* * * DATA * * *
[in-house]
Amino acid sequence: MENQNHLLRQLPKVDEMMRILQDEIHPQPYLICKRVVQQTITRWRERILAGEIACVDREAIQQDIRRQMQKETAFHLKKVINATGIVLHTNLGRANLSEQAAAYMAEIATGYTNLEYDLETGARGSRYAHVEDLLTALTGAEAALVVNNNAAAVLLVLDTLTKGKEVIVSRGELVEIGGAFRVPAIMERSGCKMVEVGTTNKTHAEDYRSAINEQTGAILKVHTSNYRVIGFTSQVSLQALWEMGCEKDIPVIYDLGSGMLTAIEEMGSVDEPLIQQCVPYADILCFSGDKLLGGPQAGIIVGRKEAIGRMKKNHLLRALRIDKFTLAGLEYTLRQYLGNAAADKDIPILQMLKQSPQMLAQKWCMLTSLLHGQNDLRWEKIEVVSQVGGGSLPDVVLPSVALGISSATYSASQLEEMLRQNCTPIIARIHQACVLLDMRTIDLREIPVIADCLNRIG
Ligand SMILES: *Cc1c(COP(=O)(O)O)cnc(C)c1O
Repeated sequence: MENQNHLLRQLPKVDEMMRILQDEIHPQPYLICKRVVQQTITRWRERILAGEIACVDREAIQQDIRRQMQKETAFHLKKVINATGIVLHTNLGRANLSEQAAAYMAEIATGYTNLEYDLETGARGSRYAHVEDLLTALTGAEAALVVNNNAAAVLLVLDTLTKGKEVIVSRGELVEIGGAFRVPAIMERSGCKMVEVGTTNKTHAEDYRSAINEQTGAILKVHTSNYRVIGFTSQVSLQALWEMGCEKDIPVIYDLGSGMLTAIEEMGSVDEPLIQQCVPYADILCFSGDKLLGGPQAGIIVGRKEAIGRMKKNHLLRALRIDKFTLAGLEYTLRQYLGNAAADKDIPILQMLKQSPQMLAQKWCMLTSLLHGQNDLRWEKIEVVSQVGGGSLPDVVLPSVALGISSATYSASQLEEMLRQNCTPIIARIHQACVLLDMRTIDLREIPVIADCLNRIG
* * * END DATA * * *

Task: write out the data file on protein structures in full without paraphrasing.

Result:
[in-house]
Amino acid sequence: MENQNHLLRQLPKVDEMMRILQDEIHPQPYLICKRVVQQTITRWRERILAGEIACVDREAIQQDIRRQMQKETAFHLKKVINATGIVLHTNLGRANLSEQAAAYMAEIATGYTNLEYDLETGARGSRYAHVEDLLTALTGAEAALVVNNNAAAVLLVLDTLTKGKEVIVSRGELVEIGGAFRVPAIMERSGCKMVEVGTTNKTHAEDYRSAINEQTGAILKVHTSNYRVIGFTSQVSLQALWEMGCEKDIPVIYDLGSGMLTAIEEMGSVDEPLIQQCVPYADILCFSGDKLLGGPQAGIIVGRKEAIGRMKKNHLLRALRIDKFTLAGLEYTLRQYLGNAAADKDIPILQMLKQSPQMLAQKWCMLTSLLHGQNDLRWEKIEVVSQVGGGSLPDVVLPSVALGISSATYSASQLEEMLRQNCTPIIARIHQACVLLDMRTIDLREIPVIADCLNRIG
Ligand SMILES: *Cc1c(COP(=O)(O)O)cnc(C)c1O
Repeated sequence: MENQNHLLRQLPKVDEMMRILQDEIHPQPYLICKRVVQQTITRWRERILAGEIACVDREAIQQDIRRQMQKETAFHLKKVINATGIVLHTNLGRANLSEQAAAYMAEIATGYTNLEYDLETGARGSRYAHVEDLLTALTGAEAALVVNNNAAAVLLVLDTLTKGKEVIVSRGELVEIGGAFRVPAIMERSGCKMVEVGTTNKTHAEDYRSAINEQTGAILKVHTSNYRVIGFTSQVSLQALWEMGCEKDIPVIYDLGSGMLTAIEEMGSVDEPLIQQCVPYADILCFSGDKLLGGPQAGIIVGRKEAIGRMKKNHLLRALRIDKFTLAGLEYTLRQYLGNAAADKDIPILQMLKQSPQMLAQKWCMLTSLLHGQNDLRWEKIEVVSQVGGGSLPDVVLPSVALGISSATYSASQLEEMLRQNCTPIIARIHQACVLLDMRTIDLREIPVIADCLNRIG